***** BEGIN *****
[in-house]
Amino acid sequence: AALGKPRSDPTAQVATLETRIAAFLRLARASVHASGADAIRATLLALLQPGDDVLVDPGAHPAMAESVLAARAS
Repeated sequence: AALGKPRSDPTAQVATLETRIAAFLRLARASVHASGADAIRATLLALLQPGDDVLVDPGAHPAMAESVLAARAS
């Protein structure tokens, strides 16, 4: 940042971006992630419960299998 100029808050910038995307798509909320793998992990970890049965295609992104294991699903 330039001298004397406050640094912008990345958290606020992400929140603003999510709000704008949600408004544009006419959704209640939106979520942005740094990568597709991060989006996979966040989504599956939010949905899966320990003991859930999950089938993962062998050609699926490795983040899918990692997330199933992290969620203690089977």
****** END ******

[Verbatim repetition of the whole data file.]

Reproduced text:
[in-house]
Amino acid sequence: AALGKPRSDPTAQVATLETRIAAFLRLARASVHASGADAIRATLLALLQPGDDVLVDPGAHPAMAESVLAARAS
Repeated sequence: AALGKPRSDPTAQVATLETRIAAFLRLARASVHASGADAIRATLLALLQPGDDVLVDPGAHPAMAESVLAARAS
């Protein structure tokens, strides 16, 4: 940042971006992630419960299998 100029808050910038995307798509909320793998992990970890049965295609992104294991699903 330039001298004397406050640094912008990345958290606020992400929140603003999510709000704008949600408004544009006419959704209640939106979520942005740094990568597709991060989006996979966040989504599956939010949905899966320990003991859930999950089938993962062998050609699926490795983040899918990692997330199933992290969620203690089977």